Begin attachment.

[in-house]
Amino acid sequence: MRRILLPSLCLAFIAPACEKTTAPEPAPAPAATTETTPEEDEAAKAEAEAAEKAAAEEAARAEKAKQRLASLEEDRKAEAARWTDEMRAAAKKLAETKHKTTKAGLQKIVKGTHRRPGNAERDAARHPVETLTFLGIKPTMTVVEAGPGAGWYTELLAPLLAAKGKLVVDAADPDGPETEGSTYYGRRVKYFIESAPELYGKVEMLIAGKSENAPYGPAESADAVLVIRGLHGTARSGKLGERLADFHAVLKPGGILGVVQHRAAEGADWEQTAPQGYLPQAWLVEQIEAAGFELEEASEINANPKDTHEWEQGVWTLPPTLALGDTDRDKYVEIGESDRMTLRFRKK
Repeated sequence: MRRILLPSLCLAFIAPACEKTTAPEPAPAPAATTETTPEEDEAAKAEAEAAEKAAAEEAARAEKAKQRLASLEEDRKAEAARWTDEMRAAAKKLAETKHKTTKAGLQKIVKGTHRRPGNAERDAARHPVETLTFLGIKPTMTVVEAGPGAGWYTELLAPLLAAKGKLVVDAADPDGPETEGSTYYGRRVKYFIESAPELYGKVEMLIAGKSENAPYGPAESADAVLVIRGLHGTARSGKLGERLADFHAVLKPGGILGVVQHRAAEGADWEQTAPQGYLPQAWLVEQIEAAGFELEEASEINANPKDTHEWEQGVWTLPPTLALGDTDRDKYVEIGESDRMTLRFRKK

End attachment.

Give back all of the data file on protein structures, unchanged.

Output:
[in-house]
Amino acid sequence: MRRILLPSLCLAFIAPACEKTTAPEPAPAPAATTETTPEEDEAAKAEAEAAEKAAAEEAARAEKAKQRLASLEEDRKAEAARWTDEMRAAAKKLAETKHKTTKAGLQKIVKGTHRRPGNAERDAARHPVETLTFLGIKPTMTVVEAGPGAGWYTELLAPLLAAKGKLVVDAADPDGPETEGSTYYGRRVKYFIESAPELYGKVEMLIAGKSENAPYGPAESADAVLVIRGLHGTARSGKLGERLADFHAVLKPGGILGVVQHRAAEGADWEQTAPQGYLPQAWLVEQIEAAGFELEEASEINANPKDTHEWEQGVWTLPPTLALGDTDRDKYVEIGESDRMTLRFRKK
Repeated sequence: MRRILLPSLCLAFIAPACEKTTAPEPAPAPAATTETTPEEDEAAKAEAEAAEKAAAEEAARAEKAKQRLASLEEDRKAEAARWTDEMRAAAKKLAETKHKTTKAGLQKIVKGTHRRPGNAERDAARHPVETLTFLGIKPTMTVVEAGPGAGWYTELLAPLLAAKGKLVVDAADPDGPETEGSTYYGRRVKYFIESAPELYGKVEMLIAGKSENAPYGPAESADAVLVIRGLHGTARSGKLGERLADFHAVLKPGGILGVVQHRAAEGADWEQTAPQGYLPQAWLVEQIEAAGFELEEASEINANPKDTHEWEQGVWTLPPTLALGDTDRDKYVEIGESDRMTLRFRKK